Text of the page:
Take the 2-minute tour ×
Stack Overflow is a question and answer site for professional and enthusiast programmers. It's 100% free, no registration required.

So, my app needs to perform an action almost continuously (with a pause of 10 seconds or so between each run) for as long as the app is running or a cancellation is requested. The work it needs to do has the possibility of taking up to 30 seconds.

Is it better to use a System.Timers.Timer and use AutoReset to make sure it doesn't perform the action before the previous "tick" has completed.

Or should I use a general Task in LongRunning mode with a cancellation token, and have a regular infinite while loop inside it calling the action doing the work with a 10 second Thread.Sleep between calls? As for the async/await model, I'm not sure it would be appropriate here as I don't have any return values from the work.

CancellationTokenSource wtoken;
Task task;

void StopWork()
{
    wtoken.Cancel();

    try 
    {
        task.Wait();
    } catch(AggregateException) { }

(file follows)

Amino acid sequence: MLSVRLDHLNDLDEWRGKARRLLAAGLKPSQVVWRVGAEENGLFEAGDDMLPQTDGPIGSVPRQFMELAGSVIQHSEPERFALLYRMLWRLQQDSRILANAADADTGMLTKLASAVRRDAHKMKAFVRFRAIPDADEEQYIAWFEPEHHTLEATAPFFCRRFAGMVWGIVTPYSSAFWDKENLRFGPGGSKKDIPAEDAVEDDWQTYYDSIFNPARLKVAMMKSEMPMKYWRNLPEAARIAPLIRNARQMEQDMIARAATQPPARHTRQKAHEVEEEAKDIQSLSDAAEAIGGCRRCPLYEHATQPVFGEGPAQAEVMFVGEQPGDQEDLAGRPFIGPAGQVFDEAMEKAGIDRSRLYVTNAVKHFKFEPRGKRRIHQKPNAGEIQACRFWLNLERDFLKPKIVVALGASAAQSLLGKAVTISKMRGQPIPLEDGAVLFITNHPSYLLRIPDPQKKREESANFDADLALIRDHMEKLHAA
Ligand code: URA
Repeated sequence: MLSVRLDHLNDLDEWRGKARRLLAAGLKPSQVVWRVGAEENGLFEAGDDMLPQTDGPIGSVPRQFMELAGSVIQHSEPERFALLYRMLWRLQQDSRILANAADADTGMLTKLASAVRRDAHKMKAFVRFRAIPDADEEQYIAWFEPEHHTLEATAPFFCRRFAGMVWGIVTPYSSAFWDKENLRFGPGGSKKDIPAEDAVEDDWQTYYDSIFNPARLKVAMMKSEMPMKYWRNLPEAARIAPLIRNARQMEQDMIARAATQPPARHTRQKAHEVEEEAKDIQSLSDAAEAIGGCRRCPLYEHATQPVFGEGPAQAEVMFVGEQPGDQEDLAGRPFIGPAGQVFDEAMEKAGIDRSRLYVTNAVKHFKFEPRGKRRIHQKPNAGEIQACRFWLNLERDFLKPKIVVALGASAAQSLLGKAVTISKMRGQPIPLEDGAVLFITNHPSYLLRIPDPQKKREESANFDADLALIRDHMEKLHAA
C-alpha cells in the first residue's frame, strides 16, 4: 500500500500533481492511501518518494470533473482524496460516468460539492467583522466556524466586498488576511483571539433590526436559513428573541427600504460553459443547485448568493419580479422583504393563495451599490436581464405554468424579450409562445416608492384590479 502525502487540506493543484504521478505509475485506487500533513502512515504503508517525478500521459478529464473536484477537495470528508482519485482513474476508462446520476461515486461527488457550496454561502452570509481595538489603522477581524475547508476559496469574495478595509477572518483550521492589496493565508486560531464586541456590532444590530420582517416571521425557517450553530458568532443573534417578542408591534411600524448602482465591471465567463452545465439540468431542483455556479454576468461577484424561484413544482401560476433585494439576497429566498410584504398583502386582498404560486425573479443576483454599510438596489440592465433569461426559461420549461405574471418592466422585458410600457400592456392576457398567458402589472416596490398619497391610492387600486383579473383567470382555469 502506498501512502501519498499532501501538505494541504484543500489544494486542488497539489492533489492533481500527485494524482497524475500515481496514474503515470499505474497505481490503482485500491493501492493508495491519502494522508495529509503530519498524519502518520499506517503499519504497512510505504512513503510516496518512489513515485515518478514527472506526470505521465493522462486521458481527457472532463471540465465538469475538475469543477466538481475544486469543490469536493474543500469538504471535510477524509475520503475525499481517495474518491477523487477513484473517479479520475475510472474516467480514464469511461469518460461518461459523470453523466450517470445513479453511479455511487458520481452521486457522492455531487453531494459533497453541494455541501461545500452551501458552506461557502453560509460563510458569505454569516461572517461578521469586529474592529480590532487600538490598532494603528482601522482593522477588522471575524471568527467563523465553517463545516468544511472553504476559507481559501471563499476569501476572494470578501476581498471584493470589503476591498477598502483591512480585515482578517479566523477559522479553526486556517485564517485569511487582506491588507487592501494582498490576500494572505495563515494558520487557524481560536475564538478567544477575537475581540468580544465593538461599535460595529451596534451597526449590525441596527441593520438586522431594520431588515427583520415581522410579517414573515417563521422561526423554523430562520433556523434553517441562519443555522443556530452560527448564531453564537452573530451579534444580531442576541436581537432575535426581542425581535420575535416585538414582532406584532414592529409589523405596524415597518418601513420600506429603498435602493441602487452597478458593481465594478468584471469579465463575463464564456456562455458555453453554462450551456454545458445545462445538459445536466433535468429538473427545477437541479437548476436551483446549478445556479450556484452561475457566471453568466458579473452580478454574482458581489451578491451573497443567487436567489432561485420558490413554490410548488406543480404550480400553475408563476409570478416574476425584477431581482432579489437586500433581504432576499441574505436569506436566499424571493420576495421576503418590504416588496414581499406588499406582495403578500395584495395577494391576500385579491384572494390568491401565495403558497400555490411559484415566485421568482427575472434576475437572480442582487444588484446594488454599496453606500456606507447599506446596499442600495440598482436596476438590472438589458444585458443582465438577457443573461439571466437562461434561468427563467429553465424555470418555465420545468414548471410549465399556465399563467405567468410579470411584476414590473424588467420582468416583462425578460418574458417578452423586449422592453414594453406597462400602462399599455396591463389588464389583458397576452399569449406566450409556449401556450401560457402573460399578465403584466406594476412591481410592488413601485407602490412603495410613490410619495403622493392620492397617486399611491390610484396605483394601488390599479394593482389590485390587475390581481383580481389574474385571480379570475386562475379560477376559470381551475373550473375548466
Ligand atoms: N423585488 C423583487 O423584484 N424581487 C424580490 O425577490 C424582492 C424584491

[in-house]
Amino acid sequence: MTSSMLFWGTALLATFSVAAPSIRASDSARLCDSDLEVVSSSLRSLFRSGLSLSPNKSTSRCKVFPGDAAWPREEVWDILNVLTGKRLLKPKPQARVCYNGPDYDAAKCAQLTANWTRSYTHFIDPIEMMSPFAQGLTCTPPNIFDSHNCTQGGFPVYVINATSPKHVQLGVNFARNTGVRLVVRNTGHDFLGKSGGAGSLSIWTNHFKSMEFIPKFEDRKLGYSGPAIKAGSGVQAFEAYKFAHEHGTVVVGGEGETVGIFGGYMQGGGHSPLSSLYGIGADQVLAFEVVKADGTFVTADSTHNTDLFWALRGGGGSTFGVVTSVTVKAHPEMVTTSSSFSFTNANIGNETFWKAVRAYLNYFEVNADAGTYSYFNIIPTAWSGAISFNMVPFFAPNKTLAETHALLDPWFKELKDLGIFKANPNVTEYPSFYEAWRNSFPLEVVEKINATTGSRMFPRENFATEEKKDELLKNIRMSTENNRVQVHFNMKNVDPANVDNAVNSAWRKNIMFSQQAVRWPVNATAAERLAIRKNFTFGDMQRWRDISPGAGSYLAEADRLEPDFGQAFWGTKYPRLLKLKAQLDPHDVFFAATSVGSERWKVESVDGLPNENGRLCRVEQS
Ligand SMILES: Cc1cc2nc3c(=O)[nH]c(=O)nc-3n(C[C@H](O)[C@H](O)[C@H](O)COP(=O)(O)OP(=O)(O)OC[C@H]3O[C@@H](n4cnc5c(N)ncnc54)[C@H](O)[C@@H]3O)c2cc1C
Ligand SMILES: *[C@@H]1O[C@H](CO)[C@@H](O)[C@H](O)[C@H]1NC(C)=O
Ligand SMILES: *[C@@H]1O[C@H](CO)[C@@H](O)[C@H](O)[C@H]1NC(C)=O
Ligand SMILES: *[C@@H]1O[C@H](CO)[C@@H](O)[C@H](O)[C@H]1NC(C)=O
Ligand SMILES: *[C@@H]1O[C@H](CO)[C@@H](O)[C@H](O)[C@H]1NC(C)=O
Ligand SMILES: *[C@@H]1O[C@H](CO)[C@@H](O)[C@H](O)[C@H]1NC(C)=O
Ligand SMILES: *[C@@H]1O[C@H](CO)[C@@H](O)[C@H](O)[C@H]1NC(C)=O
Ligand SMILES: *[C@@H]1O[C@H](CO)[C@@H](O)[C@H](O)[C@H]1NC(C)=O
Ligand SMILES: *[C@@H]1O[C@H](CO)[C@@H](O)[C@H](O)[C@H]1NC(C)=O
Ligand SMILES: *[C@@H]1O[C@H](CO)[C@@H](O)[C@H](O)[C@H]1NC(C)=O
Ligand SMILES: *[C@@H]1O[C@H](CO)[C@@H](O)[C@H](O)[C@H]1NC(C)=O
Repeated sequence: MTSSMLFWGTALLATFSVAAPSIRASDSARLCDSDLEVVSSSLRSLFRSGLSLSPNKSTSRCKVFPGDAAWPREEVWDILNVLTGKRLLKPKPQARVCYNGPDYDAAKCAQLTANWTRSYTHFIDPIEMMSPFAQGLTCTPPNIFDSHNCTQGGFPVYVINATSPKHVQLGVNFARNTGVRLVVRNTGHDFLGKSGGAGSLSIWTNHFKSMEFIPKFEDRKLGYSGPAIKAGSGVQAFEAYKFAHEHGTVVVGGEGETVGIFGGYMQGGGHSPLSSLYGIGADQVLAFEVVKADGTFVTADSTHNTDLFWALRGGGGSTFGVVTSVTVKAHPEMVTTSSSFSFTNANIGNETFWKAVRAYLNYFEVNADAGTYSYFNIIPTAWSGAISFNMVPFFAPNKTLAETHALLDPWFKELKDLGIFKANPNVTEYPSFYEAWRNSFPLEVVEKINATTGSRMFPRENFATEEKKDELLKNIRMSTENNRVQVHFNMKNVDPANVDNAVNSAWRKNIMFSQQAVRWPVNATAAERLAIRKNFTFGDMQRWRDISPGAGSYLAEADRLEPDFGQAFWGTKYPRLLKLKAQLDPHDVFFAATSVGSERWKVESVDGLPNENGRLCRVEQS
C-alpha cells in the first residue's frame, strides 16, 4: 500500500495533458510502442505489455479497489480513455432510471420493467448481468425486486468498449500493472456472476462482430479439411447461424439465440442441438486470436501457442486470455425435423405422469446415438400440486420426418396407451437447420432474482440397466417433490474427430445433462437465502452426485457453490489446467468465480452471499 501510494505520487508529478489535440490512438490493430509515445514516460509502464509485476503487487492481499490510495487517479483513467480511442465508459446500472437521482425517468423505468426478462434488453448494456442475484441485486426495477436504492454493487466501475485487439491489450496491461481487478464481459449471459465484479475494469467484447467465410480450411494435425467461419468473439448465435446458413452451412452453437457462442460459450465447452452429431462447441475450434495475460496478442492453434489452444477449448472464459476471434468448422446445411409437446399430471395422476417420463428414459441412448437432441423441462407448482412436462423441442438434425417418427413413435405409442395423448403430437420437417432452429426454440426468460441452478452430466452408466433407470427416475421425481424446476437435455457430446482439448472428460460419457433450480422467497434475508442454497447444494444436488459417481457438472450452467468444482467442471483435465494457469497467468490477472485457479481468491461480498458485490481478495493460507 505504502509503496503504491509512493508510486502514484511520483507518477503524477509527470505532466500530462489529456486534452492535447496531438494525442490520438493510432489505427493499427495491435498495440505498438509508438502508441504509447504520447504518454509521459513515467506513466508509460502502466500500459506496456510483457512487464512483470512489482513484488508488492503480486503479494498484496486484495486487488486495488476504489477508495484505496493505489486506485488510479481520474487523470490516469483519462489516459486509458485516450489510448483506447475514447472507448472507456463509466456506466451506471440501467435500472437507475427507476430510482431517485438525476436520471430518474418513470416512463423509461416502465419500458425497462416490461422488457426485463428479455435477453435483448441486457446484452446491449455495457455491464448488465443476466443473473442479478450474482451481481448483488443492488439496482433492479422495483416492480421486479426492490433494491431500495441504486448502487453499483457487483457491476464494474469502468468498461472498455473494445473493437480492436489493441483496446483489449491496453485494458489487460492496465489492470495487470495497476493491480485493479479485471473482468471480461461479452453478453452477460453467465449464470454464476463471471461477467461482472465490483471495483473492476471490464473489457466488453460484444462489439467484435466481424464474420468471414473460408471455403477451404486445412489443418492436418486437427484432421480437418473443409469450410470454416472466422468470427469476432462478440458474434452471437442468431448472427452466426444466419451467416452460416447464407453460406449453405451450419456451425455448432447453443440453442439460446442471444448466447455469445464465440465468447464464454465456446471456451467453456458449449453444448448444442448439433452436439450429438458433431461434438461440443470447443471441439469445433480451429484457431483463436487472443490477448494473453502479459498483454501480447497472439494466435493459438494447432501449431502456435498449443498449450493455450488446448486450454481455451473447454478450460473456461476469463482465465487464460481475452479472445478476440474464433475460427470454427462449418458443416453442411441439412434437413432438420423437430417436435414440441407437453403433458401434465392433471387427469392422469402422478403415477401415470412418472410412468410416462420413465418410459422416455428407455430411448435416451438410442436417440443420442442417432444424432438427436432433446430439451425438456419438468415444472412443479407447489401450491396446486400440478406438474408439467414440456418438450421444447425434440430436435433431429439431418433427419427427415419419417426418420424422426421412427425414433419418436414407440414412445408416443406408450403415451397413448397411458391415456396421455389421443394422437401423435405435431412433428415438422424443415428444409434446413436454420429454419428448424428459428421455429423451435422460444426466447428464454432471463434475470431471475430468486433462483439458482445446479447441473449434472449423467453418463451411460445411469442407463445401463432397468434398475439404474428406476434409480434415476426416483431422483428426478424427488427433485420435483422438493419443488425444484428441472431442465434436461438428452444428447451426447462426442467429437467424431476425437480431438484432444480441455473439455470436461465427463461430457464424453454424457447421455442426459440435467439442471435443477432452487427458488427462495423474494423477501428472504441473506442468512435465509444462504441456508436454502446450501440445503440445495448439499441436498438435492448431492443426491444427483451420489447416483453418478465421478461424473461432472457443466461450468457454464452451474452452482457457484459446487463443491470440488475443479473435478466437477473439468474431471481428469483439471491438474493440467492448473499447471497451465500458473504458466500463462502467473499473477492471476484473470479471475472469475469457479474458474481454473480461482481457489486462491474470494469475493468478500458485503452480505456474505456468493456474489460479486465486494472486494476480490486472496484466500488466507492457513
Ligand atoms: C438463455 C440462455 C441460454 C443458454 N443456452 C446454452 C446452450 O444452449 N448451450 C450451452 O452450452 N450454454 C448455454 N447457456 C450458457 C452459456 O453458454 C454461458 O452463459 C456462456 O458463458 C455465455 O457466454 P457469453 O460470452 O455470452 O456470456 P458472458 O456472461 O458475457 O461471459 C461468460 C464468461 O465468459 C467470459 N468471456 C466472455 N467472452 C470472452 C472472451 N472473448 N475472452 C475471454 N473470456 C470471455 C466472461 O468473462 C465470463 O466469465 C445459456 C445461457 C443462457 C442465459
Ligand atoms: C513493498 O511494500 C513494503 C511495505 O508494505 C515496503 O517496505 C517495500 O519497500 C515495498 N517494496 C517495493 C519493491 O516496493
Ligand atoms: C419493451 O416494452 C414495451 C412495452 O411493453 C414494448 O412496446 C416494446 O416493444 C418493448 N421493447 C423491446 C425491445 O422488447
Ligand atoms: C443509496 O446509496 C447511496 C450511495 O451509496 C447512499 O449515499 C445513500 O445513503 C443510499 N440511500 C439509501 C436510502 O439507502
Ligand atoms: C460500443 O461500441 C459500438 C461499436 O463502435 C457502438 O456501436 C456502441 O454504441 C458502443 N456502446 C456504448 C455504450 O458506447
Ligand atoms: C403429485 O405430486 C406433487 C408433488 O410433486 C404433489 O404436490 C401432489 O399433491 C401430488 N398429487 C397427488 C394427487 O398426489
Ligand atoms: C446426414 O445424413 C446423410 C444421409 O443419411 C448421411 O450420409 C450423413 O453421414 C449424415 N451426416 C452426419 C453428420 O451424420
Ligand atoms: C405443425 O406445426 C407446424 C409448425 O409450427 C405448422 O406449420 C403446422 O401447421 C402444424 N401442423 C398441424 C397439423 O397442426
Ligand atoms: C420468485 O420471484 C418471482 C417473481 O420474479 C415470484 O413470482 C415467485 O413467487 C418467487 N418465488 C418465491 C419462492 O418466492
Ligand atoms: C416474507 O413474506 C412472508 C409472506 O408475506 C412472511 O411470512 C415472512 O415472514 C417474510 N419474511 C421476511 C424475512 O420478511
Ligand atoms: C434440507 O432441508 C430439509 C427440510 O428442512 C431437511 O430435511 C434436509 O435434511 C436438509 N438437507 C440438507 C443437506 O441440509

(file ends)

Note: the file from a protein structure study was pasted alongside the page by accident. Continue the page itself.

}

void StartWork()
{
    wtoken = new CancellationTokenSource();

    task = Task.Factory.StartNew(() =>
    {
        while (true)
        {
            wtoken.Token.ThrowIfCancellationRequested();
            DoWork();
            Thread.Sleep(10000);
        }
    }, wtoken, TaskCreationOptions.LongRunning);
}

void DoWork()
{
    // Some work that takes up to 30 seconds but isn't returning anything.
}

or just use a simple timer while using its AutoReset property, and call .Stop() to cancel it?

share|improve this question
    
Task seems like an overkill considering what you're trying to achieve. en.wikipedia.org/wiki/KISS_principle. Stop timer at start of OnTick(), check a bool to see whether you should be doing anything on not, do work, restart Timer when you're done. –  Mike Trusov Dec 4 '12 at 3:20

3 Answers 3

up vote 20 down vote accepted

I'd use TPL Dataflow for this (since you're using .NET 4.5 and it uses Task internally). You can easily create an ActionBlock<TInput> which posts items to itself after it's processed it's action and waited an appropriate amount of time.

First, create a factory that will create your never-ending task:

ITargetBlock<DateTimeOffset> CreateNeverEndingTask(
    Action<DateTimeOffset> action, CancellationToken cancellationToken)
{
    // Validate parameters.
    if (action == null) throw new ArgumentNullException("action");

    // Declare the block variable, it needs to be captured.
    ActionBlock<DateTimeOffset> block = null;

    // Create the block, it will call itself, so
    // you need to separate the declaration and
    // the assignment.
    // Async so you can wait easily when the
    // delay comes.